Capitals Offseason Breakdown: GoaltenderPosted on May 10, 2014 by Elliott Smith
This offseason shapes up to be one of the most critical in recent memory for the Washington Capitals, who are coming off a campaign during which they did not qualify for the Stanley Cup playoffs and must find a new general manager and head coach.
During the next few weeks, the Capitals Report will take a look at the landscape of the team, noting strengths and what potential moves may be made to shore up potential weaknesses. We'll start with perhaps the position with the least number of moving parts -- goaltender.
2013-14 stats: 23-13-4, .915 save percentage, 2.85 goals-against average; career stats: 60-31-8, .919 save percentage, 2.60 goals-against average
For all intents and purposes, Braden Holtby is the Capitals' starting goalie heading into the 2014-15 season, but that doesn't mean the position is rock solid.
During his fourth season, the 24-year-old Holtby played in a career-high 48 contests, but didn't seem to be the kind of A-plus keeper that quality teams have between the pipes. Perhaps it was the fact that then-general George McPhee dealt for goalkeeper Jaroslav Halak, who started 12 games down the stretch, or that Holtby posted a career low in save percentage, but whatever the reason, Holtby didn't have a commanding hold of the starting spot at the end of the season.
One issue for Holtby, and all the team's goaltenders, was the Capitals' porous defense. Washington averaged 33.5 shots against per game, the fourth-highest average in the NHL. Holtby faced 1,475 total shots throughout the season. Then-coach Adam Oates also made an adjustment with Holtby, which led to him playing deeper in the crease. Partly because of those factors, Holtby wasn't sharp during the second half of the season, and finished the regular season tied for 22nd in the league in save percentage.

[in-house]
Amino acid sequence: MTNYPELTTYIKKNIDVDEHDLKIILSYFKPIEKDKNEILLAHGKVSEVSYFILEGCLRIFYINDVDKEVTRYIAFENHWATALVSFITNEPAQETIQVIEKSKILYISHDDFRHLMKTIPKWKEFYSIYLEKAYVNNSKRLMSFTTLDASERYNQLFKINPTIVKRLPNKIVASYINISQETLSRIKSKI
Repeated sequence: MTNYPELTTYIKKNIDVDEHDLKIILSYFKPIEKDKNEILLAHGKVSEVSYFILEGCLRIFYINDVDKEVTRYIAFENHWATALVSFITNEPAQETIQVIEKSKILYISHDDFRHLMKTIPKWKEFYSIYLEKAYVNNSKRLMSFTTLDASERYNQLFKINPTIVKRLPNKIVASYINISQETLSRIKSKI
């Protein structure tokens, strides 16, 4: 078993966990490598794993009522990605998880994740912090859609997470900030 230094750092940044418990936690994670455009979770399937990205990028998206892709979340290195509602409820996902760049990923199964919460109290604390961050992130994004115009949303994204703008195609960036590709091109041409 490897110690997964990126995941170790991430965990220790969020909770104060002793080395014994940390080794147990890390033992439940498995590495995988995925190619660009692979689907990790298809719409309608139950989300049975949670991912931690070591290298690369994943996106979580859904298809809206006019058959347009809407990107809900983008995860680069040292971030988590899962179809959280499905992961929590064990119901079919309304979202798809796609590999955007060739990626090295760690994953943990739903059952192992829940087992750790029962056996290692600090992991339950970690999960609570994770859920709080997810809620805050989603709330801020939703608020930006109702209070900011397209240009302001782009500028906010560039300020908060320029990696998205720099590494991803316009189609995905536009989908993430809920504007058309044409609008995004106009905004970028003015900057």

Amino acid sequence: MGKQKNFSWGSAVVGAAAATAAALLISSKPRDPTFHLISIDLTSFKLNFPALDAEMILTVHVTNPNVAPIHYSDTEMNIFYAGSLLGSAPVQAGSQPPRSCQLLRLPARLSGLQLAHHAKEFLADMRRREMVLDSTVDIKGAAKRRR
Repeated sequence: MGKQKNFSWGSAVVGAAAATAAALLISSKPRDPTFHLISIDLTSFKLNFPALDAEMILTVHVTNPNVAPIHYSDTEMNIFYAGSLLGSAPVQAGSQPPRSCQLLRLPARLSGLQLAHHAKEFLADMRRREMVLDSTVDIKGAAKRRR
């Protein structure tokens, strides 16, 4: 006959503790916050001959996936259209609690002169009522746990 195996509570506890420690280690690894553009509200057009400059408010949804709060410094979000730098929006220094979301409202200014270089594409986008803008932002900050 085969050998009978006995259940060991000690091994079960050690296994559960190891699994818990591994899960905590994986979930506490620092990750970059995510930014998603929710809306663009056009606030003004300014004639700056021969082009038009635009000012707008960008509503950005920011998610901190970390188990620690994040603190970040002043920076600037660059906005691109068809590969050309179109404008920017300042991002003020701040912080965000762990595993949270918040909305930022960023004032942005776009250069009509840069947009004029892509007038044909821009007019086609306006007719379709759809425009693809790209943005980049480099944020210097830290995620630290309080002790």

But with the Caps dealing Halak to the New York Islanders May 1, it seems to signal that Holtby is the man they want starting at goalie for the near future. Confidence has appeared to be key for Holtby, and if the new regime steps in and assures him that he will get the first crack in net, his response should be solid.
2013-14: 6-5-5, .925, 2.38; career: 6-6-5, .924, 2.48
With Halak and Michal Neuvirth gone, 22-year-old Philipp Grubauer slides into the No. 2 position for the Capitals, and he will look to make an impact after an up-and-down season between Washington and AHL affiliate Hershey.
"Everybody is making a big deal out of the goalie situation," Grubauer told reporters. "I don't think it was bad. You had to earn your spot, and you had to earn your net in practice."
Would the Capitals go into the season with such a young 1-2 combination in net? That would depend on the new front office, but it wouldn't be surprising to see a veteran netminder added to the mix, which might put Grubauer back in Hershey for some more seasoning.
With an eye toward protecting QB Robert Griffin III, the Redskins used their third-round picks to select tackle Morgan Moses and guard Spencer Long.